File-Based News Production Arrives

NBC News Engineer Brian Wamsley at a Xedio Dispatcher station.

SOCHI, RUSSIA— NBC Olympics wasn’t the only part of the Peacock Network that relied on big workflow advances in Sochi.

NBC News—supporting the significant production needs of The Today Show, Brian Williams, Nightly News and more—engineered and deployed a new multi-vendor solution for the first time at a big event.

On the front end, either Adobe Prelude or EVS’ Xedio Dispatcher was used to organize the scores of files that might arrive from an ENG shoot in to a single master clip or a couple of master clips, depending on how the producer wants the content organized, said David Jackson, director of bureau editing operations for NBC News.

NBC News' David Jackson at an Adobe Prelude station. Why two ways to start the process? Xedio dispatcher preserves the original field timecode, important for multi-cam shoots, explained Jackson, while Prelude is faster and can handle a multitude of codecs and digital camera media. That clip or clips is then imported to a watch folder, where EVS Xsquare software picks it up and checks it into Interplay, creating low-res proxies which are available to all NBC News Interplay around the world.

“We export the files in to Xsquare, and then seemingly moments later, it’s usable in the Avid Interplay,” said Jackson. “And because of the way that the guys at EVS have engineered the Xsquare box, we can customize the destination folders inside of Interplay, because they’re using the Avid Interplay’s APIs.

The ingest area “We’re able to customize it, and we’re able to target it,” said Jackson. In this case NBC news had three servers—one in Sochi for the local workgroup, one in London, and ‘Workgroup One’ in New York.

Each of these server groups has an Xsquare attached to it, and Aspera was used for moving files.

Jackson said content is checked in to Interplay faster than real-time, and play-while-capturing is possible. Producers and editors can see it coming in, and to them, it looks just like an incoming satellite feed, said Jackson.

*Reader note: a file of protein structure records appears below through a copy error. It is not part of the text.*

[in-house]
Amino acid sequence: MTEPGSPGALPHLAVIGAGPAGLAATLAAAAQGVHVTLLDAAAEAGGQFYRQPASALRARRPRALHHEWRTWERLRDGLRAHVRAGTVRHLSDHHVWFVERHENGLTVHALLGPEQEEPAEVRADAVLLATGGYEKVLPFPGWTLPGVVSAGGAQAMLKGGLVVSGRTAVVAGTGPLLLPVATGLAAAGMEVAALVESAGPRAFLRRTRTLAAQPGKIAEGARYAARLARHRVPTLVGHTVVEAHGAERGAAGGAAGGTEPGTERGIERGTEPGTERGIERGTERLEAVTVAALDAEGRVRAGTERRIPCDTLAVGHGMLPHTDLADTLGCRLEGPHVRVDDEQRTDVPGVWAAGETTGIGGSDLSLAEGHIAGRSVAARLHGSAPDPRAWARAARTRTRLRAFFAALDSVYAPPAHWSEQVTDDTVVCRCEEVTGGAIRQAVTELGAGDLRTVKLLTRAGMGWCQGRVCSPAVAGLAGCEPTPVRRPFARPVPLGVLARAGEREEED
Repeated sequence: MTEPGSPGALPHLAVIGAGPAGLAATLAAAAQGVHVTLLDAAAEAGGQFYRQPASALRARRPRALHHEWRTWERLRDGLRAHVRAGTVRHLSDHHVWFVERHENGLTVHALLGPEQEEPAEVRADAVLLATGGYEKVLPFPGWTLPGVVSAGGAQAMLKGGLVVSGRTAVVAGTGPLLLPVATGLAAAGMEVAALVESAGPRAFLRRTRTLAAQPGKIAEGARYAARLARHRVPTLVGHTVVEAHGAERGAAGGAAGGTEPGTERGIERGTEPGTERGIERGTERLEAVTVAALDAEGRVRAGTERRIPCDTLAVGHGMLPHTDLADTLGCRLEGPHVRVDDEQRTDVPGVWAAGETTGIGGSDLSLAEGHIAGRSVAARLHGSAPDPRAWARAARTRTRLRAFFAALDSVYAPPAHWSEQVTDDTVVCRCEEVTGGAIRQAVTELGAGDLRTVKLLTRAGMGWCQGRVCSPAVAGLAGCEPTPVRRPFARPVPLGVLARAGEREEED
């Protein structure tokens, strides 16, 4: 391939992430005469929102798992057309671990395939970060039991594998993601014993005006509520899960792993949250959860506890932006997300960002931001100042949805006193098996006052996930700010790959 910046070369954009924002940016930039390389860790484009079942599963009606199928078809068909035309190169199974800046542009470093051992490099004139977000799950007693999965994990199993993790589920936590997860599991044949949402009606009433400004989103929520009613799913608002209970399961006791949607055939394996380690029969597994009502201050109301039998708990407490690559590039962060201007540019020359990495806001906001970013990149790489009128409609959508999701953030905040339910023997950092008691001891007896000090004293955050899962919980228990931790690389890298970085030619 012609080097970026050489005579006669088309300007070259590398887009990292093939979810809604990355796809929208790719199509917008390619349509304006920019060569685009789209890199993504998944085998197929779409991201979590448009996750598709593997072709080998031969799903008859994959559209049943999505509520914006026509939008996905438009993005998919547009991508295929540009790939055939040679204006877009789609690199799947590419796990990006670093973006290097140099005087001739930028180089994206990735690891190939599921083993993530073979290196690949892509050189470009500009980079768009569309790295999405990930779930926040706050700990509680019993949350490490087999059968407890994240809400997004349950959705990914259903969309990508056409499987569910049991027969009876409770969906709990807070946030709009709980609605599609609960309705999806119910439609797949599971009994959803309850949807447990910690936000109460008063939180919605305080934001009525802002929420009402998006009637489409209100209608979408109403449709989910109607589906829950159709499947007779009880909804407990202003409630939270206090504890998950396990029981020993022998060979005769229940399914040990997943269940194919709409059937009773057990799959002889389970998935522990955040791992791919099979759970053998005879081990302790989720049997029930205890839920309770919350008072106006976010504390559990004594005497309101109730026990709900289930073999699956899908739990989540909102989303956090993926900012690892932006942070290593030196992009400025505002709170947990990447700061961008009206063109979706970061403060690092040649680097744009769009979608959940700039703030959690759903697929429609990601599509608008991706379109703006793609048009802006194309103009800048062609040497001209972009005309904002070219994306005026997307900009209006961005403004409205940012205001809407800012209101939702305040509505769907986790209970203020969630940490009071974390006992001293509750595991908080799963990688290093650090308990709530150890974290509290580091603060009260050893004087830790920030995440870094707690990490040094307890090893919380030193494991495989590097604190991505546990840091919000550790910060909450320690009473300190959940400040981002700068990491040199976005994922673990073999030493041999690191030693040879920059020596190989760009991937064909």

The Xedio Dispatcher interface
Jackson said NBC News knew needed a workflow that allowed better front end organization of digital media. “Every time a cameraman stops and starts a camera, no matter the manufacturer and no matter the camera, they make an individual file … you don’t want all those individual camera files to appear in an Avid editor’s bin. It would be too much; too difficult to organize. So this way we stitch it together, make sense out of it. We give a proper name, and then it shows up as a single asset. And, from an editor’s standpoint, it looks just like a piece of videotape.”

The NBC News tape library in Sochi. The content NBC News was taking in at Sochi was mostly compact flash cards from Nano recorders, which are set to XDCAM 50, along with a lot of DSLR and GoPro content. “We feel like we can take any digital media out there and get it to the CODEC that we require in our Avid, quickly,” said Jackson.

In past events like Sochi, NBC News shot a lot of videotape. In Sochi, the tape library was two tapes sitting on a shelf.

“This is the first major assignment that NBC News has taken on where videotape has taken a backseat to digital media,” said Jackson, who added that a real benefit of this workflow was the fact that it allowed the team to do most editing at home.

At the London 2012 Games NBC News had nine editors, eight edit rooms and most work was done onsite, the capture and ingest. Satellite feeds were going in and out. It was an enormous project that had to be built for a six week assignment.

Jackson said the Sochi workflow experience would likely engender changes moving forward, at home and in locations all over the world.

Mark Hallinger